This is in reference to ‘Rohee to be feature speaker at Grenada opposition party launch’ (SN, Jan 19). The opposition National United Front (NUF) was launched two weekends ago. It is a breakaway faction of the ruling NDC led by Tillman Thomas. The NDC won the 2008 general elections 11-4. But four MPs from the NDC had a falling out with the leadership of Tillman Thomas triggering the collapse of the government. Thomas prorogued parliament for several months and then dissolved the assembly in early January setting an election date for February 19.
Based on a NACTA poll conducted by me in Grenada, the newly formed NUF is not resonating with voters and will not win any seat. In fact, all of its candidates, except maybe Glynnis Roberts, are likely to lose their deposits. So Minister Rohee’s presence will not have any impact on the elections or support for the parties. Of the four MPs who were sacked from the government and who are now with the NUF, only Roberts is seeking re-election. She was very popular when she was with the NDC but has not been winning support since her break-up with the NDC.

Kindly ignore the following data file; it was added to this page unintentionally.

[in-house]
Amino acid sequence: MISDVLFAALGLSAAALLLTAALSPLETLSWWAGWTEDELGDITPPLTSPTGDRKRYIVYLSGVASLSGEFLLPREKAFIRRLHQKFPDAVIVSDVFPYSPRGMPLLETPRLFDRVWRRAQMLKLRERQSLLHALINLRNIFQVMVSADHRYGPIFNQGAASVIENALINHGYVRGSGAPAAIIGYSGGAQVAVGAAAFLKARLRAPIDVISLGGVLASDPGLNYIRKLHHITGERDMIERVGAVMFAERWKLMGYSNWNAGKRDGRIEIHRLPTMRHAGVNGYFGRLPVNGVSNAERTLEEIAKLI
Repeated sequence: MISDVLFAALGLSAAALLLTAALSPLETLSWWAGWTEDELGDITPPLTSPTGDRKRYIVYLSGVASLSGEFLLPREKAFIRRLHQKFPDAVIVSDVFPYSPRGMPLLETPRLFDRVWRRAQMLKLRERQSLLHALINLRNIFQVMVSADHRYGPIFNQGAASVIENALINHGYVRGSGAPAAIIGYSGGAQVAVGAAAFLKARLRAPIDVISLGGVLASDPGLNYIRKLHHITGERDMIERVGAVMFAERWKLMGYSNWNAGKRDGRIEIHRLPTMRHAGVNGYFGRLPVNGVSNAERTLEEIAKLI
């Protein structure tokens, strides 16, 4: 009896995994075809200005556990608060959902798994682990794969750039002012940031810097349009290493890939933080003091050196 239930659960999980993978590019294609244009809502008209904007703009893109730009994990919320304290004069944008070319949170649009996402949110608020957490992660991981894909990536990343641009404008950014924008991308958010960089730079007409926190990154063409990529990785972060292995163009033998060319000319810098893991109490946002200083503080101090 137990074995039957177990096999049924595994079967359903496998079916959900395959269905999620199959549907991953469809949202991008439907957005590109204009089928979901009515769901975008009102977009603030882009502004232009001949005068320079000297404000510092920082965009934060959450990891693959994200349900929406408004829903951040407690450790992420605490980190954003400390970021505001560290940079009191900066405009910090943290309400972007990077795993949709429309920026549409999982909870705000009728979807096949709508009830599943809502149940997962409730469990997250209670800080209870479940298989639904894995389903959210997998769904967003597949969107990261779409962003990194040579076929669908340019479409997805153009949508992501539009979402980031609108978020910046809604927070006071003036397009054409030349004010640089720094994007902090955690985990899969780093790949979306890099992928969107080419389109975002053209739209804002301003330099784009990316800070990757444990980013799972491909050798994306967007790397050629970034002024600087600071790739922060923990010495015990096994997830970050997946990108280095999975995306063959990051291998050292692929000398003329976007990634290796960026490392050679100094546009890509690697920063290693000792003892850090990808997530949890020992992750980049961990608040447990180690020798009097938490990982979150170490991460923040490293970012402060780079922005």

The NACTA poll shows a swing towards the opposition NNP led by Dr Keith Mitchell, the former three-term Prime Minister. The NNP has solid leads in five seats and smaller leads in five other seats. The NDC has small leads in three seats with two seats being toss-ups. Ten seats are within the poll’s margin of error.
Grenada has serious economic problems, so much so that for several months public servants were not paid on time. However, in recent months, they got paid in a timely fashion. Unemployment is very high. Unemployment for the rising pool of youths and the lagging economy are the two main issues in the campaign that will determine which party wins the elections. There is stiff competition for some seats. Undecided voters are about 15% and they hold the key to which candidates will win their seats. Minister Rohee’s presence will not influence the outcome in Grenada.